The president is also bringing back a familiar face for the 2020 campaign, former communications director Hope Hicks is expected to return to the White House in an advisor role. The long time Trump aide resigned in 2018 in the heat of the Russia probe after telling lawmakers in closed door testimony she had told white lies.

KOSIK: Michael Bloomberg apologizing on the campaign trail for the first time for the stop and frisk police tactics he defended in New York. In leaked audio this week, Bloomberg was heard supporting the policy in pretty crass terms.

Last night, he spoke at a launch event in Houston called mike for black America.


BLOOMBERG: There is one aspect approach that I deeply regret, the abuse of a police practice called stop and frisk. I defended it looking back for too long because I didn't understand then the unintended pain it was causing to young black and brown families and their kids. I should have acted sooner and faster to stop it. I didn't, and for that I apologized.

(END VIDEO CLIP) KOSIK: Bloomberg's candidacy, no doubt, has President Trump's attention. He's invoking Bloomberg's relationship with the black community and the prospect of a Democratic revolt if the billionaire takes the nomination from Bernie Sanders.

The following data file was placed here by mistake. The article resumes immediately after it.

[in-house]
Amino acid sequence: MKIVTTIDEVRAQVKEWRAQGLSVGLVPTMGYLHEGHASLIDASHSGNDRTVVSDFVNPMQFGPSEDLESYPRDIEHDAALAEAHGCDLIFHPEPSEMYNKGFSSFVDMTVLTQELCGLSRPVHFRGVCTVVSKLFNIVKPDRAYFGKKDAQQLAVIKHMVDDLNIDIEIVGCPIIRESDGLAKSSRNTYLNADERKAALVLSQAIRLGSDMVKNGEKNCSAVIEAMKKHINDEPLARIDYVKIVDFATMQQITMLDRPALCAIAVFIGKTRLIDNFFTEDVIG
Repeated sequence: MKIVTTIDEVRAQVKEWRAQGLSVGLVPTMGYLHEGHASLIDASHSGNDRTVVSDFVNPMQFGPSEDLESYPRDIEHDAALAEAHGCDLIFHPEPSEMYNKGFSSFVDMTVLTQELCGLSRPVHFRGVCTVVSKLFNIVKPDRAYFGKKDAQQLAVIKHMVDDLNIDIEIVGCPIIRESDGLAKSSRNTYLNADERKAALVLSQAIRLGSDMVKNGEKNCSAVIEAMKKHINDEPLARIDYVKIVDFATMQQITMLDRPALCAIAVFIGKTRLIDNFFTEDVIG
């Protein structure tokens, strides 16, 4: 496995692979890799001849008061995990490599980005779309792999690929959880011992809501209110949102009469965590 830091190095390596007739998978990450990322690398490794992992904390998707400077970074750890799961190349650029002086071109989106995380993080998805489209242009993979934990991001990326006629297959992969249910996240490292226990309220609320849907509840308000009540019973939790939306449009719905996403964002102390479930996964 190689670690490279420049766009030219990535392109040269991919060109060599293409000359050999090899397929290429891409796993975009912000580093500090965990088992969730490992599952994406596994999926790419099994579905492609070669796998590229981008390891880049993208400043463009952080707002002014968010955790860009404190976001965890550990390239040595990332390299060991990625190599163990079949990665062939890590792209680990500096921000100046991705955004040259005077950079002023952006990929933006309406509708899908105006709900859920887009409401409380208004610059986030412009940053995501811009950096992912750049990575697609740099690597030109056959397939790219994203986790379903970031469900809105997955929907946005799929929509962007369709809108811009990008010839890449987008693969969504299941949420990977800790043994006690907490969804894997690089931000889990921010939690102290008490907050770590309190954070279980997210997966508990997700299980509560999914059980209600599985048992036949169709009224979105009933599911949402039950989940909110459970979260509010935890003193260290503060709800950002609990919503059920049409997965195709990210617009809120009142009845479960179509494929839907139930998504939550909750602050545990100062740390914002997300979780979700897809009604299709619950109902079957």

JARRETT: Trump also once again called out Bloomberg's height. Bloomberg's response this time --


BLOOMBERG: Where I come from, we measure your height from your neck up.


JARRETT: The former New York mayor is quietly picking up some usual support in delegate rich states that vote in March like Texas, North Carolina, Florida and California. A lot of the Biden endorsements you see on the screen there, they came before recent struggles Biden had in Iowa and New Hampshire. Moderate Democrats like Pete Buttigieg and Amy Klobuchar are looking for break out moments in South Carolina and Nevada before Bloomberg debuts his first contest on Super Tuesday.

KOSIK: The president pinned the Medal of Freedom on Rush Limbaugh, then the conservative host told listeners the country isn't ready for a gay president. Does the president agree?